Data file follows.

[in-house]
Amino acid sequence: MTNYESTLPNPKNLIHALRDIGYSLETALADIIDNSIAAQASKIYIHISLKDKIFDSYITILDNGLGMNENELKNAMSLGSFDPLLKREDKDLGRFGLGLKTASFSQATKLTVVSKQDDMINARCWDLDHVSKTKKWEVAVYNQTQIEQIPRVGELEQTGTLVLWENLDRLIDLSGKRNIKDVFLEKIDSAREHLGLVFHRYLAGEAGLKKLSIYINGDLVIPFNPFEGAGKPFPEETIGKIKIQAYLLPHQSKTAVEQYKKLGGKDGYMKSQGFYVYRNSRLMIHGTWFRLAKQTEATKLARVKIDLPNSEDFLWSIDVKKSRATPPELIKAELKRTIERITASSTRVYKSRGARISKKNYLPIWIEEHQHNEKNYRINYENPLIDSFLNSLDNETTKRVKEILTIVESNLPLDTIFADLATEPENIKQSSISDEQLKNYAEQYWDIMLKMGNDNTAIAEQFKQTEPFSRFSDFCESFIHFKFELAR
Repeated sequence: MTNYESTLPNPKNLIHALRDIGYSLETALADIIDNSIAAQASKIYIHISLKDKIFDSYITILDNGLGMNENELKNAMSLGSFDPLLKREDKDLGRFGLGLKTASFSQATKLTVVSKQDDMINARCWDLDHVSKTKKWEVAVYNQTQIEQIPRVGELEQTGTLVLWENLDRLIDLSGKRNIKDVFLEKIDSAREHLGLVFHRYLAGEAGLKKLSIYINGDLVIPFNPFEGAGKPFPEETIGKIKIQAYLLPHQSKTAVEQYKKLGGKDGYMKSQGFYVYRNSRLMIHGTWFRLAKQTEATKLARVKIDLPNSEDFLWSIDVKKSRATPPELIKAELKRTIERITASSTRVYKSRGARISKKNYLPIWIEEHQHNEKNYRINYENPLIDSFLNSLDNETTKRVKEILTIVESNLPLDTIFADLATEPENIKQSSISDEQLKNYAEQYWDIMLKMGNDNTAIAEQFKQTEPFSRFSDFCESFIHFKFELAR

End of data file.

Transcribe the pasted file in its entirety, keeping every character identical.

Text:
[in-house]
Amino acid sequence: MTNYESTLPNPKNLIHALRDIGYSLETALADIIDNSIAAQASKIYIHISLKDKIFDSYITILDNGLGMNENELKNAMSLGSFDPLLKREDKDLGRFGLGLKTASFSQATKLTVVSKQDDMINARCWDLDHVSKTKKWEVAVYNQTQIEQIPRVGELEQTGTLVLWENLDRLIDLSGKRNIKDVFLEKIDSAREHLGLVFHRYLAGEAGLKKLSIYINGDLVIPFNPFEGAGKPFPEETIGKIKIQAYLLPHQSKTAVEQYKKLGGKDGYMKSQGFYVYRNSRLMIHGTWFRLAKQTEATKLARVKIDLPNSEDFLWSIDVKKSRATPPELIKAELKRTIERITASSTRVYKSRGARISKKNYLPIWIEEHQHNEKNYRINYENPLIDSFLNSLDNETTKRVKEILTIVESNLPLDTIFADLATEPENIKQSSISDEQLKNYAEQYWDIMLKMGNDNTAIAEQFKQTEPFSRFSDFCESFIHFKFELAR
Repeated sequence: MTNYESTLPNPKNLIHALRDIGYSLETALADIIDNSIAAQASKIYIHISLKDKIFDSYITILDNGLGMNENELKNAMSLGSFDPLLKREDKDLGRFGLGLKTASFSQATKLTVVSKQDDMINARCWDLDHVSKTKKWEVAVYNQTQIEQIPRVGELEQTGTLVLWENLDRLIDLSGKRNIKDVFLEKIDSAREHLGLVFHRYLAGEAGLKKLSIYINGDLVIPFNPFEGAGKPFPEETIGKIKIQAYLLPHQSKTAVEQYKKLGGKDGYMKSQGFYVYRNSRLMIHGTWFRLAKQTEATKLARVKIDLPNSEDFLWSIDVKKSRATPPELIKAELKRTIERITASSTRVYKSRGARISKKNYLPIWIEEHQHNEKNYRINYENPLIDSFLNSLDNETTKRVKEILTIVESNLPLDTIFADLATEPENIKQSSISDEQLKNYAEQYWDIMLKMGNDNTAIAEQFKQTEPFSRFSDFCESFIHFKFELAR